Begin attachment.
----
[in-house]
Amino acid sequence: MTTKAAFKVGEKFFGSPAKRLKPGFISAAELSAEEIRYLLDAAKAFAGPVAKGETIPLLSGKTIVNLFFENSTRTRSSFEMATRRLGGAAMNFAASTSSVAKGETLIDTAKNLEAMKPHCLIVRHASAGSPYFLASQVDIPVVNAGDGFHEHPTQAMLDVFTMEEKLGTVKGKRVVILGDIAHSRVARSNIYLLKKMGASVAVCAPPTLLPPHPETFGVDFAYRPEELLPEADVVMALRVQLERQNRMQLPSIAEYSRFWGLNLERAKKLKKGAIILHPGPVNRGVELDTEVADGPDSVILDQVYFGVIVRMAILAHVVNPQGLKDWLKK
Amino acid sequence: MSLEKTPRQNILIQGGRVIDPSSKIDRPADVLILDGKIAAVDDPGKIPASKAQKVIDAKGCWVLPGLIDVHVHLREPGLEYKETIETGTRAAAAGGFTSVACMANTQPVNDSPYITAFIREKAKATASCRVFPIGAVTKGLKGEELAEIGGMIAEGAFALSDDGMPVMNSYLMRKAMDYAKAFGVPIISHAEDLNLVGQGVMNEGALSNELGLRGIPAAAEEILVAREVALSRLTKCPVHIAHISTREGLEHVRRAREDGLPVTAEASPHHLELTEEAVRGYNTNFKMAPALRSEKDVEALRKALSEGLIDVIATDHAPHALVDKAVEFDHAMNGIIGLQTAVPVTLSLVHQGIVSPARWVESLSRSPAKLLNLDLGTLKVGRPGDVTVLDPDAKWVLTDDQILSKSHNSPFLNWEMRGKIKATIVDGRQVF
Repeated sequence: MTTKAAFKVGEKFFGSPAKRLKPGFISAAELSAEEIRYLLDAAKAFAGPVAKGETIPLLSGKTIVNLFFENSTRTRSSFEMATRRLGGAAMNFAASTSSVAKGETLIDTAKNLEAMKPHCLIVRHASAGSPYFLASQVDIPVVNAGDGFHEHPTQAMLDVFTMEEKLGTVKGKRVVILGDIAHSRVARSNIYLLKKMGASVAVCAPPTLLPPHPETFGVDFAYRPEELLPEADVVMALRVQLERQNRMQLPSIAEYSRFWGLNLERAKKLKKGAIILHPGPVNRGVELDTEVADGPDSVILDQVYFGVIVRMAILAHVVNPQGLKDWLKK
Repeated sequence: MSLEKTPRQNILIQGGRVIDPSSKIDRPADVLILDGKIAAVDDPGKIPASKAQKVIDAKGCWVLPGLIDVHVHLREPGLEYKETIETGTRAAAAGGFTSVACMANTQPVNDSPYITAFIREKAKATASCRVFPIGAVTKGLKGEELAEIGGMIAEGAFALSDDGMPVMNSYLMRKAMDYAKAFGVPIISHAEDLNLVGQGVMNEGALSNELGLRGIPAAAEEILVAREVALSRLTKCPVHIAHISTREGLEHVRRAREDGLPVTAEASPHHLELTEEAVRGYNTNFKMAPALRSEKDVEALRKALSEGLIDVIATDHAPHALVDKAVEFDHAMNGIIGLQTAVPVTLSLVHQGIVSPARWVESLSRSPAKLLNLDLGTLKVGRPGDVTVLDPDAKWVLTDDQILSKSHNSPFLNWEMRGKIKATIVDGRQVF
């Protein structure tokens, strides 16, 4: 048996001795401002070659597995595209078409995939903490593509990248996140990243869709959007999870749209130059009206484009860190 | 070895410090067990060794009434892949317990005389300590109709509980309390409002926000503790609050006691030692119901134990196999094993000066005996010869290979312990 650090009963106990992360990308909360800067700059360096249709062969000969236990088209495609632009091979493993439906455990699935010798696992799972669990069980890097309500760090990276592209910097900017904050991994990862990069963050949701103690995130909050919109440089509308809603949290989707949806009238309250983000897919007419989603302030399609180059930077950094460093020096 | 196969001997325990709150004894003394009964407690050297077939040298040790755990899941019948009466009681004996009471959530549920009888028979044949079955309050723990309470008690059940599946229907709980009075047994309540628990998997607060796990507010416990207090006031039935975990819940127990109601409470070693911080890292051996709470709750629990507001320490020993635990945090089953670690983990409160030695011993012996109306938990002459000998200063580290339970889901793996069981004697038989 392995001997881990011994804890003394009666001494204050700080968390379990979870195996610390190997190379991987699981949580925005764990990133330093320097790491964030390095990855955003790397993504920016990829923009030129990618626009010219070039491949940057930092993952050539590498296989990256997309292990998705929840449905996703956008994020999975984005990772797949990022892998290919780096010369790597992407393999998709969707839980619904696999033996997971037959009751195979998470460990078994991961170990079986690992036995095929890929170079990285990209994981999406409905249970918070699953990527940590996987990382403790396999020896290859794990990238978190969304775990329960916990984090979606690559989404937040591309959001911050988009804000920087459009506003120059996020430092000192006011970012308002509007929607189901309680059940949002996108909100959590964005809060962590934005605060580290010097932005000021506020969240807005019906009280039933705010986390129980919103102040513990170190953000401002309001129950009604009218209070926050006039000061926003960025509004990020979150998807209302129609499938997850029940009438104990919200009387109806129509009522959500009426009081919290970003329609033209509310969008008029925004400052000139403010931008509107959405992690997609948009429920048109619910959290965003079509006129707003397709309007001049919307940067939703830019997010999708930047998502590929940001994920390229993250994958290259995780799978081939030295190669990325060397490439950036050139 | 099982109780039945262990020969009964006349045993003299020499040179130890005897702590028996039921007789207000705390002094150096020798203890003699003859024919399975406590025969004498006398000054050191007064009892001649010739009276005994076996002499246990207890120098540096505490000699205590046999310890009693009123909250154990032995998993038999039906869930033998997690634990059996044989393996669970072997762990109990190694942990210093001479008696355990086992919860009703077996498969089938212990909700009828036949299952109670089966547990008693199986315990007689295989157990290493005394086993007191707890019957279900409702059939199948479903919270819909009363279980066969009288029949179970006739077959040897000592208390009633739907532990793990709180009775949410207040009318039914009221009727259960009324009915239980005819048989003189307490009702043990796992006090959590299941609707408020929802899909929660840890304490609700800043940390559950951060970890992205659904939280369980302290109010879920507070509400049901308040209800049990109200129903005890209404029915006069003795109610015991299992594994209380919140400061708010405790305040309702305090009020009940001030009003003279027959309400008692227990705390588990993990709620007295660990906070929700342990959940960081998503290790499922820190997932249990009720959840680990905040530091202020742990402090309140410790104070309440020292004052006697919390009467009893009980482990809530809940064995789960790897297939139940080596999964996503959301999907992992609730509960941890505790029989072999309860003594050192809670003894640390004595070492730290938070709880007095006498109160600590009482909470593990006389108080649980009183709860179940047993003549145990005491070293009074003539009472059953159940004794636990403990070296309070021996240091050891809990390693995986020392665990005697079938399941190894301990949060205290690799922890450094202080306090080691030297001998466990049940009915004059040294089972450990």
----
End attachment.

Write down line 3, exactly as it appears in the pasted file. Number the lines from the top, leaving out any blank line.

Amino acid sequence: MSLEKTPRQNILIQGGRVIDPSSKIDRPADVLILDGKIAAVDDPGKIPASKAQKVIDAKGCWVLPGLIDVHVHLREPGLEYKETIETGTRAAAAGGFTSVACMANTQPVNDSPYITAFIREKAKATASCRVFPIGAVTKGLKGEELAEIGGMIAEGAFALSDDGMPVMNSYLMRKAMDYAKAFGVPIISHAEDLNLVGQGVMNEGALSNELGLRGIPAAAEEILVAREVALSRLTKCPVHIAHISTREGLEHVRRAREDGLPVTAEASPHHLELTEEAVRGYNTNFKMAPALRSEKDVEALRKALSEGLIDVIATDHAPHALVDKAVEFDHAMNGIIGLQTAVPVTLSLVHQGIVSPARWVESLSRSPAKLLNLDLGTLKVGRPGDVTVLDPDAKWVLTDDQILSKSHNSPFLNWEMRGKIKATIVDGRQVF